enactment of such comprehensive legislation, these countries generally dealt with terrorism by adopting provisions repressing specific acts, notably those criminalized under the international conventions on the suppression of terrorist acts, and by relying on general criminal law provisions, such as those relating to murder, sabotage, or unlawful use of explosives. Countries such as Canada, the United Kingdom, and the United States have adopted comprehensive anti-terrorismlegislation. As the Canadian Minister of Justice put it before the Canadian Senate Committee
financial system and the monetary policy framework, and to strengthen the independence of the central bank. They welcomed the anti-terrorismlegislation and the central bank’s directives on anti-money laundering. They recommended that the draft legislation on anti-money laundering, consistent with international standards, be finalized expeditiously.
To promote private sector activity, Directors underscored the need to improve the business environment—in particular, to streamline administrative procedures, strengthen the judicial system, and implement the provisions of
financial sector supervision and AML/CFT efforts for the offshore as well as the onshore sectors. Together with other parts of the Kingdom of the Netherlands, a concerted effort is underway to introduce more explicit and focused anti-terrorismlegislation and regulation.
Furthermore, the Netherlands Antilles is resolved to remove the perception created by placement of the jurisdiction in the weakest category of the list of offshore financial centers, published by the Financial Stability Forum (FSF).
Overall, the legal and institutional framework for financial sector
This paper presents key findings of the Assessment of the Supervision and Regulation of the Financial Sector for Palau. Palau’s government has demonstrated a clear political commitment to antimoney laundering. In addition to being a signatory to the Honiara Declaration, it has more recently volunteered to participate in an initiative led by the Forum Secretariat and the Asia/Pacific Group on Money Laundering to assist the countries in the Pacific region to put in place effective measures for antimoney laundering, combating terrorism financing, and financial sector fraud.
This paper reviews key findings of the Detailed Assessment of Observance of Standards and Codes in the Financial Sector of Palau. The assessment reveals that there is a relatively low level of compliance with the Basel Core Principles for Effective Banking Supervision. Palau is compliant with one of the Core Principles, largely compliant with six and materially noncompliant with seven Core Principles. The status of legal protection for supervisors has been assessed as compliant, but is subject to an amendment to be passed by the Congress shortly.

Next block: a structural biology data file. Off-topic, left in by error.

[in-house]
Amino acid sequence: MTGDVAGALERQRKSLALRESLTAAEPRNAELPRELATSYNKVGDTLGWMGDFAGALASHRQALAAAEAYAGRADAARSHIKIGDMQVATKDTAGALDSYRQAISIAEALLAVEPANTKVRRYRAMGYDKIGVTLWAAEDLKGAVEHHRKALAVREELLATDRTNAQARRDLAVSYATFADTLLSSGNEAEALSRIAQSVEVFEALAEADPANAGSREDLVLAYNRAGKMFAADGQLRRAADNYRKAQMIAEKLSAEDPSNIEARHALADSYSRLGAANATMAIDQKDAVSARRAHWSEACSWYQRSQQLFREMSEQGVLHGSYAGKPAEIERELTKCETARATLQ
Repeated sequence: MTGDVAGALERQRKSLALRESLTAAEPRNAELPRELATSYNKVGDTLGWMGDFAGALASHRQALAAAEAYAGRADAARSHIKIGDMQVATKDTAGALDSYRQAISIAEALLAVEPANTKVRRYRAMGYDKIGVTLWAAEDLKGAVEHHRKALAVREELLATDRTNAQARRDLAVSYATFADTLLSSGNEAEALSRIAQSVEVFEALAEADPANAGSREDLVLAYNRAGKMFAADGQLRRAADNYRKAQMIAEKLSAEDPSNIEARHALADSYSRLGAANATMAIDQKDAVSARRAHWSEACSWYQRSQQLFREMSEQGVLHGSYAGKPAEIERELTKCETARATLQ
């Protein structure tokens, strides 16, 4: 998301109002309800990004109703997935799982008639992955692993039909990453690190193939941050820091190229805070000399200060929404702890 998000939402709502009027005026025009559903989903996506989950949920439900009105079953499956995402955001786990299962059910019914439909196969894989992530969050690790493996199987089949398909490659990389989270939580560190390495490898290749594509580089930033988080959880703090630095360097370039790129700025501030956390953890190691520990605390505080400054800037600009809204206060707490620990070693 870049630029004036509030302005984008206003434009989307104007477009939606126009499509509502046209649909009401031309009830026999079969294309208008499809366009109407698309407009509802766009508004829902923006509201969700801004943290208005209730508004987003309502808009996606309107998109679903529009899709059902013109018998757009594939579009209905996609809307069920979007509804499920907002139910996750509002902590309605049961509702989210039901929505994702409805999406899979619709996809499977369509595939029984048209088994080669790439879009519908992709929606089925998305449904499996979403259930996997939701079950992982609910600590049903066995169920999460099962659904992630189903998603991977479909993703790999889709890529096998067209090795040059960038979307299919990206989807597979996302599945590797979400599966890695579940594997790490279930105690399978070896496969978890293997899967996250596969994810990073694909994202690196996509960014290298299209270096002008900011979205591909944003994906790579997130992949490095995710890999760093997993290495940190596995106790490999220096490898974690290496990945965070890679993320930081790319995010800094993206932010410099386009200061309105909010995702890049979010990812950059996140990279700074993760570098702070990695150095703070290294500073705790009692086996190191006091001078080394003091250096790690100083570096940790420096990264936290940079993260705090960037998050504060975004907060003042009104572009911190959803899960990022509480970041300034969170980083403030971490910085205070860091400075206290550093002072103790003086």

join the Asia/Pacific Group on Money Laundering. In response to the calls by various international bodies to have in place measures to combat the financing of terrorism, Palau is in the process of drafting anti-terrorismlegislation and has set up a Task Force on Anti-Terrorism and Homeland Security.
22. The mission reviewed the provisions of the Financial Institutions Act 2001 (FIA) and is of the view that the FIA is adequate with respect to the legal and institutional framework for the supervision and integrity standards for banks.
23. The assessment, however
the 12 institutions which have applied for a banking license under the “grandfathering” provisions of the FIA;
Enact the anti-terrorismlegislation as soon as possible and issue regulations for the registration of over-the-counter exchange dealers.
III. T echnical A ssistance N eeds
22. Based on its findings, the mission is of the view that banking supervision and regulation should receive first priority in Palau’s technical assistance (TA) needs. In this connection, the mission reviewed the work program for the MAE Banking Supervision Advisor assigned
2003 is generally good;
(b) The regulations need to be reviewed as parts of them may be ultra vires the Acts they are made under;
(c) Anti-terrorismlegislation must be afforded priority;
(d) It is too soon to determine whether the enforcement of the legislation is adequate.
97. We believe it inappropriate to regard the lack of a prosecution under the legislation as a negative factor. The Cook Islands offshore jurisdiction has a limited focus and if the number of international banking licenses issued is few and the core business remains international trusts
deposits of the Icelandic banks against claims and the British authorities froze the assets of Landsbanki under anti-terrorismlegislation, and initially also named those of the Central Bank and the Republic, which had serious repercussions for payments and settlement. This order temporarily also applied to assets of the Central Bank of Iceland. Furthermore, proceeds from exports stopped flowing partly because foreign banks became reluctant to transfer money to the domestic banks and partly because exporters chose to keep their money abroad. For a period, this
The aim of this empirical study is to describe and provide analysis on the experience of managing capital flows in Iceland and the Baltic countries. During the build-up of the crisis, there were shortcomings in macroeconomic policies and in the policy mix, as well as in financial supervision in the countries covered. While the use of traditional macroeconomic and structural policies was far from exhausted, recognizing that there are no substitutes for sound macroeconomic policies, with an IMF framework on capital flows in place prior to the crisis, it might have been easier for the IMF and national policymakers to identify accelerating problems at an early stage and address them with targeted measures.